The increasing popularity of digitally-mediated communication is prompting us to radically rethink literacy and its role in education. In our new edited collection Cathy Burnett, Julia Davies, Jennifer Rowsell and I draw on cutting edge research from the USA, Canada, UK, Australia and South Africa to launch international debate around these changing literacies, how they might shape
policy and practice, and how they articulate across national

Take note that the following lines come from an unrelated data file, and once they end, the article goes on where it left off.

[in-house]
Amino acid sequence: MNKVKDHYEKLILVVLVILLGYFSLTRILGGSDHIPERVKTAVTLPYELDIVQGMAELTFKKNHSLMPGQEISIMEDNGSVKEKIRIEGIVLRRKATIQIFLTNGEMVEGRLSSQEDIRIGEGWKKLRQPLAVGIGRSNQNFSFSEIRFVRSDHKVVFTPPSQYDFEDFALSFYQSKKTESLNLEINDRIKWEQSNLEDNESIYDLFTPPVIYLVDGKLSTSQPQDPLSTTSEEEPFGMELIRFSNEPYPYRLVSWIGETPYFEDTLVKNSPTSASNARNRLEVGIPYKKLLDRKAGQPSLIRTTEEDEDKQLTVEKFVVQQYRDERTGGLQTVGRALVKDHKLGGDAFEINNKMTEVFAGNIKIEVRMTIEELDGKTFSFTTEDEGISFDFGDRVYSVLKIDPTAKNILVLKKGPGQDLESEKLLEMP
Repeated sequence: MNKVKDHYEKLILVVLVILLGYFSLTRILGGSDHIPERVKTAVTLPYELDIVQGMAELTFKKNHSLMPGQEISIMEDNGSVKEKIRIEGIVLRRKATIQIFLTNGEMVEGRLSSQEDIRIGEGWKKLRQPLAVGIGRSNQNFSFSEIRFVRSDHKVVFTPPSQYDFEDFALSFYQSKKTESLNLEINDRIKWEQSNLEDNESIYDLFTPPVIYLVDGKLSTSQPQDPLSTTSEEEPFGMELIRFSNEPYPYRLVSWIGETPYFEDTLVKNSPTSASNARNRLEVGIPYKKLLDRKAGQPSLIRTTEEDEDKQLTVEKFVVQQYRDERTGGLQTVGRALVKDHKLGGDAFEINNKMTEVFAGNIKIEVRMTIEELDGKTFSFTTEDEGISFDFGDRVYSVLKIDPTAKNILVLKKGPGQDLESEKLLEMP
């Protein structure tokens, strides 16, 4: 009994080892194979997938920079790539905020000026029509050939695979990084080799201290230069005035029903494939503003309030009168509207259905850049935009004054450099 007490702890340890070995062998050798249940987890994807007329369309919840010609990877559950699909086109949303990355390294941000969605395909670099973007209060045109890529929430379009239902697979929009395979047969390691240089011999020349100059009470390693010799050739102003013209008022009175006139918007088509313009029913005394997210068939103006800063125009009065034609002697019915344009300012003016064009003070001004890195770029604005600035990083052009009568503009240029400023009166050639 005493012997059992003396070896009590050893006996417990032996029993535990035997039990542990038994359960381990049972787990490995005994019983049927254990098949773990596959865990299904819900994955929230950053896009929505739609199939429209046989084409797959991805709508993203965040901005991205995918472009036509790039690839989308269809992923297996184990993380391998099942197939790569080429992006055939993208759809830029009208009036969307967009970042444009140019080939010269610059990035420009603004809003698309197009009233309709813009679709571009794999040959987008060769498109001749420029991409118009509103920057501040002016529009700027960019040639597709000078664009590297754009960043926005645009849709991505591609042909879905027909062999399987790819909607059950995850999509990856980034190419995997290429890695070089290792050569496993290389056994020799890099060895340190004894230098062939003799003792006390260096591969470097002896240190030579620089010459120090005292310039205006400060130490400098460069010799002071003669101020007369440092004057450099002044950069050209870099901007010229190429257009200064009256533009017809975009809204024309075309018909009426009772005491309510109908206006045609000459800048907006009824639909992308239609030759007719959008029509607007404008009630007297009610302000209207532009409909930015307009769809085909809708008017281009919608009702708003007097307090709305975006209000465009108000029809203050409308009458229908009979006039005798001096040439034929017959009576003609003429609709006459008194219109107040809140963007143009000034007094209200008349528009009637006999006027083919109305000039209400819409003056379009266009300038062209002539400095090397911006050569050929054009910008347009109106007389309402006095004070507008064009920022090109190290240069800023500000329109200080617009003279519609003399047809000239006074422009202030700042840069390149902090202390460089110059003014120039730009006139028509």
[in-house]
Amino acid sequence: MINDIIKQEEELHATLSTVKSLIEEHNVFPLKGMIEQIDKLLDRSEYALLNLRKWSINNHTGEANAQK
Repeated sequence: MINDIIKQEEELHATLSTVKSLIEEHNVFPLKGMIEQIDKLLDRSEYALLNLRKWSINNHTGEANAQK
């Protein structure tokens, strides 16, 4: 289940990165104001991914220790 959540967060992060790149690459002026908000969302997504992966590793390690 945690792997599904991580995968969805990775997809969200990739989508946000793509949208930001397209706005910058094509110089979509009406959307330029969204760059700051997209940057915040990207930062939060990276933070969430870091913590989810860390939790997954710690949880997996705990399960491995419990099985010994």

boundaries. Currently many national policies promulgate a view of literacy focused on the skills and classroom routines associated with print, and these are bolstered by regimes of accountability and assessment. As a result, teachers are caught between two competing discourses: one upholding a traditional conception of literacy and the other encouraging a more radical take on 21st century literacies driven by leading edge thinkers and researchers. The book explores studies of literacy practices in varied contexts through a refreshingly dialogic style, interspersed with commentaries which address the significance of the work described for education. The book concludes on the ‘conversation’ that develops to identify key recommendations for policy-makers through a Charter for Literacy Education. The book is due to be published by Routledge in July. Advance orders, library recommendations and more information can be found here.